For that reason, he says his own businesses didn't jump on the opportunity to reopen indoor dining when it was allowed, saying that they'd planned on waiting to see how things went when the city allowed 50 percent indoor dining capacity.
The city had been scheduled to allow dining rooms to open at 50 percent capacity in November, but that was delayed in late October, reports the San Francisco Chronicle. Following the most recent shutdowns, it's not clear when restaurants will be allowed to welcome diners back inside again.
Thomas says she understands where San Francisco's public health officials are coming from when ordering restaurant closures—the city has reported a 250 percent increase in new cases since the beginning of October—but still thinks they were being too hasty.
"They're trying to pull the levers they have in front of them to dampen the speed in the increase of the cases. They are truly afraid that this represents an uncontrollable spike," she said last Thursday. "I want to revisit where we're at on Monday, and still see if there's that need. I would have liked to have waited through this week" before closing indoor dining.
More energy, she added, should be spent alerting the public to the dangers of house parties and private gatherings.
In recent days, public health officials have been beating that drum. California's Health and Human Services Secretary Dr. Mark Ghaly says that county officials in the state are reporting "private household gatherings as a major source of spread," according to The Guardian.
"We are increasingly observing this fall that transmission is happening in small gatherings related to youth sports or among family and friends in their homes," wrote several doctors in a blog post at the Children's Hospital of Philidelphia's PolicyLab.
"Earlier in the outbreak, much of the growth in new daily cases was being driven by focal outbreaks—long-term care facilities, things of that nature," said an official with the Centers for Disease Control and Prevention (CDC) to The Washington Post last week. "Now, the kitchen table is a place of risk."
The role that private gatherings are playing in spreading the pandemic is seeing some public health experts question the wisdom of the recent wave of business closures and restrictions.
"It's like you're taking a sledgehammer to the problem; it's not very fine-tuned," said Peter Chin-Hong, a professor and infectious disease expert at the University of California, San Francisco, of Newsom's latest restrictions, to the Associated Press. "It doesn't address where a lot of the catalysts are for transmission."
Indeed, restaurant closures might even be counterproductive. If people aren't allowed to socialize in a sanitized, socially distanced, well-ventilated restaurant, they might be more likely to gather in private homes that might not have any of those measures in place.
Business advocates haven't been shy about drawing attention to this discrepancy.
"Knowing small social gatherings are the focal point for the transmission of this virus, it is incredibly disappointing to see our industry once again targeted," said Brandt in response to Oregon's closures.
The latest shutdowns have also reinvigorated calls from the restaurant industry for additional government aid. ORLA is asking for the creation of a $75 million relief fund for the state's hospitality industry. Breed, when shutting down indoor dining, announced that the city would make available $4 million in aid to restaurants and small businesses.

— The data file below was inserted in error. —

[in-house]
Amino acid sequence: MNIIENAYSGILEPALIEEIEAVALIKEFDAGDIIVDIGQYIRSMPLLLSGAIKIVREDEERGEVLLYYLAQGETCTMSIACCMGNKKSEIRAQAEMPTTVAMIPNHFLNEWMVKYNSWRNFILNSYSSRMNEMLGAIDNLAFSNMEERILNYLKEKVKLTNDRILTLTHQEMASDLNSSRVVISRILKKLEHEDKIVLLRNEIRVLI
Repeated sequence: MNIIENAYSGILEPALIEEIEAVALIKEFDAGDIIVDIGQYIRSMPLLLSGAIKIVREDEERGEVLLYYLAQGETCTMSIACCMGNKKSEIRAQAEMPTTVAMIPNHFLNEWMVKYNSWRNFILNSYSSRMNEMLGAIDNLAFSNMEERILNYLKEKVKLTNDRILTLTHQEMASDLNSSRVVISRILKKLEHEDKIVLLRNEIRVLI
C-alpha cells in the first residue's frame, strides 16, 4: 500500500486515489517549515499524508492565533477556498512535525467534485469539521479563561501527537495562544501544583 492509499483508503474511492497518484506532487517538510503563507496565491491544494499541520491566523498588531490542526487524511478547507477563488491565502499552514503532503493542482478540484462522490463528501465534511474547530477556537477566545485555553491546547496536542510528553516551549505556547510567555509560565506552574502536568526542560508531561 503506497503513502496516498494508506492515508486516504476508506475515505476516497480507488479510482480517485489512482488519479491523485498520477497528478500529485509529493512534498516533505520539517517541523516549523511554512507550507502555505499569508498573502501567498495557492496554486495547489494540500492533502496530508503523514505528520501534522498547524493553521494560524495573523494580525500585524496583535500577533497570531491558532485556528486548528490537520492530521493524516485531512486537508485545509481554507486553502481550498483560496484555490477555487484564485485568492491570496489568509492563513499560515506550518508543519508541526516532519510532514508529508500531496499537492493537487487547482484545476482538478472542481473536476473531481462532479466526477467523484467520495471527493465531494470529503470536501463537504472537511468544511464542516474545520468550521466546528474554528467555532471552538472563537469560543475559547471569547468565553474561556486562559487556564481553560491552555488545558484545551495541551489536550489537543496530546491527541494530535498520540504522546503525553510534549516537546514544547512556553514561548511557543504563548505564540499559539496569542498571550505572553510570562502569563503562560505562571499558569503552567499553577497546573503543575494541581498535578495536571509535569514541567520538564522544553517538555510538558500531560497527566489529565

Nayfeld, who also serves on the advisory board of the Independent Restaurant Coalition (IRC), says that much, much more is needed. With the IRC, he's been advocating for the passage of the RESTAURANTS Act, which would create a $120 billion federal assistance fund for distressed restaurants.
That would give restaurants the financial security they need to ride out the pandemic, he says. It would also compensate them for the losses they've incurred from government-ordered shutdowns and other measures they've taken to keep the public safe.
Some libertarian policy experts are divided on the subject of aid to restaurants and other small businesses affected by government shutdowns.
"Evidently, the case for some sort of aid from the government is stronger when the government in question is explicitly closing down businesses and preventing them from trading," says Ryan Bourne, an economist with the Cato Institute.
On the other hand, policy makers "have no concept of how much this pandemic will change the demand for eating out," says Bourne.
A federal aid package like the RESTAURANT Act would "entail subsidizing businesses that may well not be viable in the near future, and that comes with an economic cost. It will take us longer for the economy to adjust to its new condition after the pandemic," Bourne says.
An alternative response would be to let restaurants figure out if it's profitable and safe to operate during the pandemic, and to let customers decide whether the risks of eating out are worth it. If private gatherings are going to continue to undo sacrifices in other parts of the economy, it's harder to justify restrictions on any specific sector.
Still, even in the absence of shutdowns, the natural impulse to curtail socializing and other voluntary activities in the middle of a pandemic is going to cause the hospitality industry to suffer business closures and job losses, says Bourne.
"What's going to get the economy going is the end of this pandemic. [We should do] anything we can do to hasten the end of this pandemic, whether that's greasing the wheels for rolling out the vaccine, whether it's facilitating, through lowering regulatory barriers, more in the way of rapid testing and screening."